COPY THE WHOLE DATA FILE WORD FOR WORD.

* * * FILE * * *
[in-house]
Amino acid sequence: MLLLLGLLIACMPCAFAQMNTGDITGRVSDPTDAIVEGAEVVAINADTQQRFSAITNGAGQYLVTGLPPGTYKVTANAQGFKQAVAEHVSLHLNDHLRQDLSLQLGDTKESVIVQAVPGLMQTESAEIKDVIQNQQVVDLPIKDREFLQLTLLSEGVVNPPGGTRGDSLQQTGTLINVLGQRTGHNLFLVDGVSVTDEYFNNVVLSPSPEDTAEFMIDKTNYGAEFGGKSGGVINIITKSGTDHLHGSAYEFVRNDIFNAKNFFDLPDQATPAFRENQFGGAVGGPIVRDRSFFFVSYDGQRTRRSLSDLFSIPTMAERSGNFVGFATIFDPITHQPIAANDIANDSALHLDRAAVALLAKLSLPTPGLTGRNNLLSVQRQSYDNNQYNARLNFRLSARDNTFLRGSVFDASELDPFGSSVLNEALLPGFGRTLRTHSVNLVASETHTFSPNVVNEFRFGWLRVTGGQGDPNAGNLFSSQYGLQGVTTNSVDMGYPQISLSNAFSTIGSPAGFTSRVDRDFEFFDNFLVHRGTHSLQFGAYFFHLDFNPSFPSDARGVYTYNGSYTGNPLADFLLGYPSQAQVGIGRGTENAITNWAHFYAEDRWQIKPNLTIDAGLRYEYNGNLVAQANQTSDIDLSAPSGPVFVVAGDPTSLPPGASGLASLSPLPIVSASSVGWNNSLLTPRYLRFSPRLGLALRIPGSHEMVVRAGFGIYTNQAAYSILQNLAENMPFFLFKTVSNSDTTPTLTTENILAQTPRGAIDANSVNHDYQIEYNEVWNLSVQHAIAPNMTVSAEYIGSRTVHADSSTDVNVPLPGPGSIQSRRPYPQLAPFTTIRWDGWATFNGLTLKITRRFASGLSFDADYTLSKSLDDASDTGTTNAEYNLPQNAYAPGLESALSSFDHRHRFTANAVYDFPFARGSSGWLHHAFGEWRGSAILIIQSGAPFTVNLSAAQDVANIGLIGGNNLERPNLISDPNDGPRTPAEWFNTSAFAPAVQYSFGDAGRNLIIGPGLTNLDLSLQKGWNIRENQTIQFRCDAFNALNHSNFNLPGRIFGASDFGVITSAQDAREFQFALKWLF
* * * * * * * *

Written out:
[in-house]
Amino acid sequence: MLLLLGLLIACMPCAFAQMNTGDITGRVSDPTDAIVEGAEVVAINADTQQRFSAITNGAGQYLVTGLPPGTYKVTANAQGFKQAVAEHVSLHLNDHLRQDLSLQLGDTKESVIVQAVPGLMQTESAEIKDVIQNQQVVDLPIKDREFLQLTLLSEGVVNPPGGTRGDSLQQTGTLINVLGQRTGHNLFLVDGVSVTDEYFNNVVLSPSPEDTAEFMIDKTNYGAEFGGKSGGVINIITKSGTDHLHGSAYEFVRNDIFNAKNFFDLPDQATPAFRENQFGGAVGGPIVRDRSFFFVSYDGQRTRRSLSDLFSIPTMAERSGNFVGFATIFDPITHQPIAANDIANDSALHLDRAAVALLAKLSLPTPGLTGRNNLLSVQRQSYDNNQYNARLNFRLSARDNTFLRGSVFDASELDPFGSSVLNEALLPGFGRTLRTHSVNLVASETHTFSPNVVNEFRFGWLRVTGGQGDPNAGNLFSSQYGLQGVTTNSVDMGYPQISLSNAFSTIGSPAGFTSRVDRDFEFFDNFLVHRGTHSLQFGAYFFHLDFNPSFPSDARGVYTYNGSYTGNPLADFLLGYPSQAQVGIGRGTENAITNWAHFYAEDRWQIKPNLTIDAGLRYEYNGNLVAQANQTSDIDLSAPSGPVFVVAGDPTSLPPGASGLASLSPLPIVSASSVGWNNSLLTPRYLRFSPRLGLALRIPGSHEMVVRAGFGIYTNQAAYSILQNLAENMPFFLFKTVSNSDTTPTLTTENILAQTPRGAIDANSVNHDYQIEYNEVWNLSVQHAIAPNMTVSAEYIGSRTVHADSSTDVNVPLPGPGSIQSRRPYPQLAPFTTIRWDGWATFNGLTLKITRRFASGLSFDADYTLSKSLDDASDTGTTNAEYNLPQNAYAPGLESALSSFDHRHRFTANAVYDFPFARGSSGWLHHAFGEWRGSAILIIQSGAPFTVNLSAAQDVANIGLIGGNNLERPNLISDPNDGPRTPAEWFNTSAFAPAVQYSFGDAGRNLIIGPGLTNLDLSLQKGWNIRENQTIQFRCDAFNALNHSNFNLPGRIFGASDFGVITSAQDAREFQFALKWLF